How the ways we sleep can affect us


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HOW you sleep can have serious impacts on your health and can increase the likelihood of dementia, heart problems and back pain.

Here are four of the most common sleeping patterns and how they can affect your wellbeing.



Sleeping on the left is believed to be beneficial for blood circulation, heartburn problems and preventing back-pain.

Online practitioner of, John Douillard, explains: “If you sleep on your left side, the lymph drainage toward the heart will again be helped by gravity, taking some of the workload off the heart as you sleep.”


Research led by Dr Mehmet Yucel Agargun found that those who slept in this position were far more likely to experience nightmares.

The survey revealed that 41 per cent of those who slept on their left reported bad dreams, compared to only 15 per cent that doze on their right.



A study led by Stony Brook University, New York, reveals sleeping on the right can reduce the risk of Alzheimer’s.

It is believed lying towards the right can help the clearance of waste products from the human brain, making the development of neurological diseases less likely.


Research led by bed maker Sealy UK revealed those who slept on their right were 7 per cent more likely to be grumpy in the morning.

Experts from the University of Auckland, New Zealand, believe pregnant women who sleep on their right have restricted blood flow, so have increased likelihood of delivering a stillborn baby.



Sleeping on your back stops your face from rubbing against the pillow throughout the night.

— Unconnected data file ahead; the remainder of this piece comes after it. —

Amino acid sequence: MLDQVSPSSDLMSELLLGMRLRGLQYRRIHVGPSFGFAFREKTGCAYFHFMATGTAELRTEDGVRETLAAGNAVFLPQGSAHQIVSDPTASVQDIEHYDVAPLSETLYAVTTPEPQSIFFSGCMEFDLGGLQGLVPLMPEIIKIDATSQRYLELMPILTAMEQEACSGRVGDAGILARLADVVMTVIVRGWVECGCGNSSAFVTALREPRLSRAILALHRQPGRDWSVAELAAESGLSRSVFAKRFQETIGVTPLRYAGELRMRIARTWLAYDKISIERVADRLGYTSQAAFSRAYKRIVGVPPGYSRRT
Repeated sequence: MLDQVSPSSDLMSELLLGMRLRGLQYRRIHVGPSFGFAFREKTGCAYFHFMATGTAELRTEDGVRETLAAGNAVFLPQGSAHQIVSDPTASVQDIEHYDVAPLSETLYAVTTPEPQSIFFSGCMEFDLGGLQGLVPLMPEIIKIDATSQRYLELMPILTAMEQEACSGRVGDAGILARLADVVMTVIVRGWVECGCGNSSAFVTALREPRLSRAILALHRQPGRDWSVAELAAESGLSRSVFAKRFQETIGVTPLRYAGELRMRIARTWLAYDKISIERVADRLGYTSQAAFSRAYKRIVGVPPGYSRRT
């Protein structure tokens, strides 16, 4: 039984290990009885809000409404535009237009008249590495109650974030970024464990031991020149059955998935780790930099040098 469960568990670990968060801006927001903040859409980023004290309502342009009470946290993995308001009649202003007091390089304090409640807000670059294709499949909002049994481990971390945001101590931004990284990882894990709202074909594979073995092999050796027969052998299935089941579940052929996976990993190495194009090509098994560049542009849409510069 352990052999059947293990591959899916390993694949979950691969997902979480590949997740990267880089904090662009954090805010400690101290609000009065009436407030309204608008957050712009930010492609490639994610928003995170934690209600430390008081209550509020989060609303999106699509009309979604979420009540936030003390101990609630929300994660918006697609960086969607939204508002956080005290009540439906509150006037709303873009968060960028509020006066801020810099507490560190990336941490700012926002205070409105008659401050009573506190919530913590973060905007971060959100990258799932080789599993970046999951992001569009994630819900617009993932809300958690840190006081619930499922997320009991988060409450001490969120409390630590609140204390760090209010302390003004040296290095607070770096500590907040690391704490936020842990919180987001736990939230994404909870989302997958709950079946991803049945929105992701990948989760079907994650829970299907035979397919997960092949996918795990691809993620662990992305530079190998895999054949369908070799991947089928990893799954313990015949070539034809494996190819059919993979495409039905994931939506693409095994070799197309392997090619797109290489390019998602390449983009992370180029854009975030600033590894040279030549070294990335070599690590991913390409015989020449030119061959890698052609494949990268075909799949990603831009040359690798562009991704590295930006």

Lying with your cheeks down can cause the build-up of sweat which can lead to blocked pores and spots.

As well as this, cosmetic surgeon Dr Goesel Anson warns: “Because your face isn’t being pressed firmly into a pillow for six hours or more at a time, you’re less likely to get wrinkles and spots.”


Resting with your head back on the pillow increases the likelihood of airway obstruction.

The British Snoring and Sleep Apnoea Foundation believes those who sleep on their back are more likely to snore because of “effects of gravity on the upper airway”.



The ‘free fall’ sleep position makes a dreamer more likely to have saucy dreams, believe experts from Hong Kong’s Shue Yan University.

It’s believed this is because sleeping on your front restricts the breathing, creating the feeling of being trapped or tied down.


Lying on your front can lead to back pain and other tensions in the body.

Rishi Loatey, an expert from the British Chiropractic Association, claims: “It can overstretch and tighten opposing neck muscles and pinch nerves, leading to headaches, a stiff neck, tight shoulders and in some cases, pain radiating down the arms.”

Online Source

The Indian Telegraph Sydney Australia

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